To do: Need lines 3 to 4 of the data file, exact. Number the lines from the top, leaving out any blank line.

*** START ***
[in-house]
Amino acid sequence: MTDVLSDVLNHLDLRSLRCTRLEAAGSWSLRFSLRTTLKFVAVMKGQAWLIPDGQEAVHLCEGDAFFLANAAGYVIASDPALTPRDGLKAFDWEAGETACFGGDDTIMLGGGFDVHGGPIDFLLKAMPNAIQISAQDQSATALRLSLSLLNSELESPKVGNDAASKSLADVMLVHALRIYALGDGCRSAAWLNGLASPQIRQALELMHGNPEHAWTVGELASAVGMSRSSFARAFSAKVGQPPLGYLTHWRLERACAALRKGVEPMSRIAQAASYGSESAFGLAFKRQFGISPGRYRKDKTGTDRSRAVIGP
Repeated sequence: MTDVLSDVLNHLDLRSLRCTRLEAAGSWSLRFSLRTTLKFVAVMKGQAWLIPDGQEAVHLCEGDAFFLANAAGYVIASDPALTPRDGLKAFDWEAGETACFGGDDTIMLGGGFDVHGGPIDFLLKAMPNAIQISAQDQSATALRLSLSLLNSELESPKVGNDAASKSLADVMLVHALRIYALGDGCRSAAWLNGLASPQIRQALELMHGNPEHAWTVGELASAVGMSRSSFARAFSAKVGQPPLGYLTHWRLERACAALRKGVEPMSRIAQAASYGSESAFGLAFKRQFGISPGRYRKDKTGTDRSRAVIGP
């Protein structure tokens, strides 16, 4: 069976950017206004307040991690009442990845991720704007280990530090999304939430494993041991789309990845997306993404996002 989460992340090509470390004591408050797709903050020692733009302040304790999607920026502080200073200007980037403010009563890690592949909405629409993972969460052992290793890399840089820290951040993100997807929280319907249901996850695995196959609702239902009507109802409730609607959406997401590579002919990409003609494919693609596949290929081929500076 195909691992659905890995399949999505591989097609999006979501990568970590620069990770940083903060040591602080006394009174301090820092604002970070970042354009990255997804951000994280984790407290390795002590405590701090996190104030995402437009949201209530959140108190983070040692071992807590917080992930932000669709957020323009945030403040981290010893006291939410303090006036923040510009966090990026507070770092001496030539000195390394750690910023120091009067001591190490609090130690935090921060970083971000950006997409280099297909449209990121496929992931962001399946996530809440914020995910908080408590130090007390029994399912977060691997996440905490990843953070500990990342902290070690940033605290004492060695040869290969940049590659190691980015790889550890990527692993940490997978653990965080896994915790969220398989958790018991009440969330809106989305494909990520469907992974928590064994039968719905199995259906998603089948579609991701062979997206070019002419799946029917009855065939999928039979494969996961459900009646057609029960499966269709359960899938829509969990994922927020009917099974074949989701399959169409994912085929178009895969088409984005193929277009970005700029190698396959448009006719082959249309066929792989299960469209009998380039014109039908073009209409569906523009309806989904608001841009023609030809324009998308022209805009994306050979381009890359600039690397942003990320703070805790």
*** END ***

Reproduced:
Repeated sequence: MTDVLSDVLNHLDLRSLRCTRLEAAGSWSLRFSLRTTLKFVAVMKGQAWLIPDGQEAVHLCEGDAFFLANAAGYVIASDPALTPRDGLKAFDWEAGETACFGGDDTIMLGGGFDVHGGPIDFLLKAMPNAIQISAQDQSATALRLSLSLLNSELESPKVGNDAASKSLADVMLVHALRIYALGDGCRSAAWLNGLASPQIRQALELMHGNPEHAWTVGELASAVGMSRSSFARAFSAKVGQPPLGYLTHWRLERACAALRKGVEPMSRIAQAASYGSESAFGLAFKRQFGISPGRYRKDKTGTDRSRAVIGP
């Protein structure tokens, strides 16, 4: 069976950017206004307040991690009442990845991720704007280990530090999304939430494993041991789309990845997306993404996002 989460992340090509470390004591408050797709903050020692733009302040304790999607920026502080200073200007980037403010009563890690592949909405629409993972969460052992290793890399840089820290951040993100997807929280319907249901996850695995196959609702239902009507109802409730609607959406997401590579002919990409003609494919693609596949290929081929500076 195909691992659905890995399949999505591989097609999006979501990568970590620069990770940083903060040591602080006394009174301090820092604002970070970042354009990255997804951000994280984790407290390795002590405590701090996190104030995402437009949201209530959140108190983070040692071992807590917080992930932000669709957020323009945030403040981290010893006291939410303090006036923040510009966090990026507070770092001496030539000195390394750690910023120091009067001591190490609090130690935090921060970083971000950006997409280099297909449209990121496929992931962001399946996530809440914020995910908080408590130090007390029994399912977060691997996440905490990843953070500990990342902290070690940033605290004492060695040869290969940049590659190691980015790889550890990527692993940490997978653990965080896994915790969220398989958790018991009440969330809106989305494909990520469907992974928590064994039968719905199995259906998603089948579609991701062979997206070019002419799946029917009855065939999928039979494969996961459900009646057609029960499966269709359960899938829509969990994922927020009917099974074949989701399959169409994912085929178009895969088409984005193929277009970005700029190698396959448009006719082959249309066929792989299960469209009998380039014109039908073009209409569906523009309806989904608001841009023609030809324009998308022209805009994306050979381009890359600039690397942003990320703070805790």